Groundwater is part of the natural Water Cycle when some precipitation that falls to the ground finds its way into the subsurface with some of that moving further downward infiltrating the rock material that is saturated and recharging the groundwater. Eventually, some of that precipitation can reach river lakes and even the ocean.


Bar chart showing the distribution of water on, in, and above the Earth.


Why is Groundwater Important


Groundwater helps to keep our rivers free-flowing. Groundwater is used for drinking water by close to 50 percent of the people in the United States, but its largest use is for crop irrigation and agricultural production providing food for regions all over the world.

Groundwater is the source of water found underground beneath our feet in the cracks and spaces in soil, sand, and rock. It is held in aquifers surrounded by permeable rock and or sediment and can be extracted through wells or can rise up to the surface itself, bubbling up naturally through springs or discharged into lakes or streams. Helping to maintain and replenish them.

It is also a source of water for wetlands and springs which are of critical importance for freshwater biodiversity and migratory bird conservation when the rainfall gets low the environment stays steady keeping wildlife under control with groundwater’s ability to be recharged and replenished naturally. If Groundwater is depleted, rivers, streams, and wetlands that provide a home for living organisms, animals,  fish and humans can be threatened.


Groundwater problems

The water in an aquifer is called Groundwater and an Aquifer is a geological formation that has the capacity to store and transmit water most aquifers are un-confined by a layer of rock and located close to the surface and other types of aquifers that are deep in the ground and are closed or confined to the surface located between two layers of impermeable rock.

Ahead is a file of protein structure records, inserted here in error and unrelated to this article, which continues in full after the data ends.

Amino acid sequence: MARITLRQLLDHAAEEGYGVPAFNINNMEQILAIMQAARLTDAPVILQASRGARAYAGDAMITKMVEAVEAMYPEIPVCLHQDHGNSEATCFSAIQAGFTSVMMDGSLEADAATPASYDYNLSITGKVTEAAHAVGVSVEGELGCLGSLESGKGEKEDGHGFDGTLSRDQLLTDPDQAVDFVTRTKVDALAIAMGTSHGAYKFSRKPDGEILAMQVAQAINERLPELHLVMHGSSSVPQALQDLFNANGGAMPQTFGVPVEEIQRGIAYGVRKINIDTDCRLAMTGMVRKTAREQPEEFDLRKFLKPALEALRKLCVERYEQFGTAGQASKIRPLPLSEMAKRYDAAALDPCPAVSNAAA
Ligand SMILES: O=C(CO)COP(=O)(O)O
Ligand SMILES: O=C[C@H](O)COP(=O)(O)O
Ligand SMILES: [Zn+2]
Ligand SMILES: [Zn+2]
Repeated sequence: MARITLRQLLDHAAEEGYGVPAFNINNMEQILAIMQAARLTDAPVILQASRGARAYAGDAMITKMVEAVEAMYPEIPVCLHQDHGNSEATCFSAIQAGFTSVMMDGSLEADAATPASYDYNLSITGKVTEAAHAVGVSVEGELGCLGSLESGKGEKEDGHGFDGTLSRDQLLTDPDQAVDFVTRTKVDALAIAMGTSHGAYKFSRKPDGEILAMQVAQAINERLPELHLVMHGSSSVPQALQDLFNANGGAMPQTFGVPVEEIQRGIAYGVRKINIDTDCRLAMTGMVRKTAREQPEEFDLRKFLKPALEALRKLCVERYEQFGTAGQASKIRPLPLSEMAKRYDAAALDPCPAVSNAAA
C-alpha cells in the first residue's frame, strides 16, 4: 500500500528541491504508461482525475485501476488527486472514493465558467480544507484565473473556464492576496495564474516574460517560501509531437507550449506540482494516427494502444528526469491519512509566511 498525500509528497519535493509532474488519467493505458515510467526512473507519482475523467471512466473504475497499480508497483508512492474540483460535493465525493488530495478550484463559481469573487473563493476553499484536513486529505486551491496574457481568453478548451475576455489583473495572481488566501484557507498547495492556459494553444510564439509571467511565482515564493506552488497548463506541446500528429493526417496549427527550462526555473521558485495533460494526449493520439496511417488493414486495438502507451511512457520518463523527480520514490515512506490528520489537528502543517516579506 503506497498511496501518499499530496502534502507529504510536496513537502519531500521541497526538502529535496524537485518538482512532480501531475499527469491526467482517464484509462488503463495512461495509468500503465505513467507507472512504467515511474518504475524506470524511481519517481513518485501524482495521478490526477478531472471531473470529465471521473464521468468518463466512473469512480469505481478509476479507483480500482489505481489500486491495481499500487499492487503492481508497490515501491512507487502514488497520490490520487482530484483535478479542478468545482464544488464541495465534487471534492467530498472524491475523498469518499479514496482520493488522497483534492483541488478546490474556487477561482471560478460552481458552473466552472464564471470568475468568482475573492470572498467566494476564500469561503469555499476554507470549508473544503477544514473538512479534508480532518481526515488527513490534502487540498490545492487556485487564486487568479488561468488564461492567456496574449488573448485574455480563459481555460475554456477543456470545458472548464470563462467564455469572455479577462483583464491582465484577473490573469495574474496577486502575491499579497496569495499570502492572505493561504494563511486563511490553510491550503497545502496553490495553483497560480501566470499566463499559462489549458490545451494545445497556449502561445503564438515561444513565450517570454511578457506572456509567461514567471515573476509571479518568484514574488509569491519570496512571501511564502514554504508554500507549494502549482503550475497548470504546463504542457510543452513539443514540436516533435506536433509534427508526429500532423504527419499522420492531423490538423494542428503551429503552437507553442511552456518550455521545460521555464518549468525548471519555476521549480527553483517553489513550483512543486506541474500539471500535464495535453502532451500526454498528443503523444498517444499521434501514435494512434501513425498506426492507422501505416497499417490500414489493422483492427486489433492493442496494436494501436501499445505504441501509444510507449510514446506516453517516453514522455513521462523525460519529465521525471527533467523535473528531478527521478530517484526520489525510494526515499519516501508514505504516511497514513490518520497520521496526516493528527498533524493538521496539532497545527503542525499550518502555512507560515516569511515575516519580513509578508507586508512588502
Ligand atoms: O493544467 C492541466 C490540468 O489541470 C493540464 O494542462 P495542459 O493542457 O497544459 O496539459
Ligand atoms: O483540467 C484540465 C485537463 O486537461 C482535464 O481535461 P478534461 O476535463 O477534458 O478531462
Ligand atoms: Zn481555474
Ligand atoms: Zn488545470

Half of the total population of the United States depends on Groundwater for drinking water. The most common problem with Groundwater supplies in the areas where people depend on groundwater storage is overpumping at a faster rate than it can be replenished. Groundwater Depletion is primarily caused by sustained groundwater pumping. Some of the negative effects of groundwater depletion are:


  • Drying up of wells
  • Reduction of water in streams and lakes
  • Deterioration of water quality
  • Increased pumping costs
  • Land subsidence


Drying up Wells-Pumping Groundwater at a faster rate can lower the water table below which the ground is saturated with water, can be lowered.  If groundwater levels decline too far, then the water well owner might have to deepen the well, drill a new well, or, at least, attempt to lower the pump.  Also, as water levels decline, the rate of water the well can yield may decline that lowering the water pressure coming out at the discharge.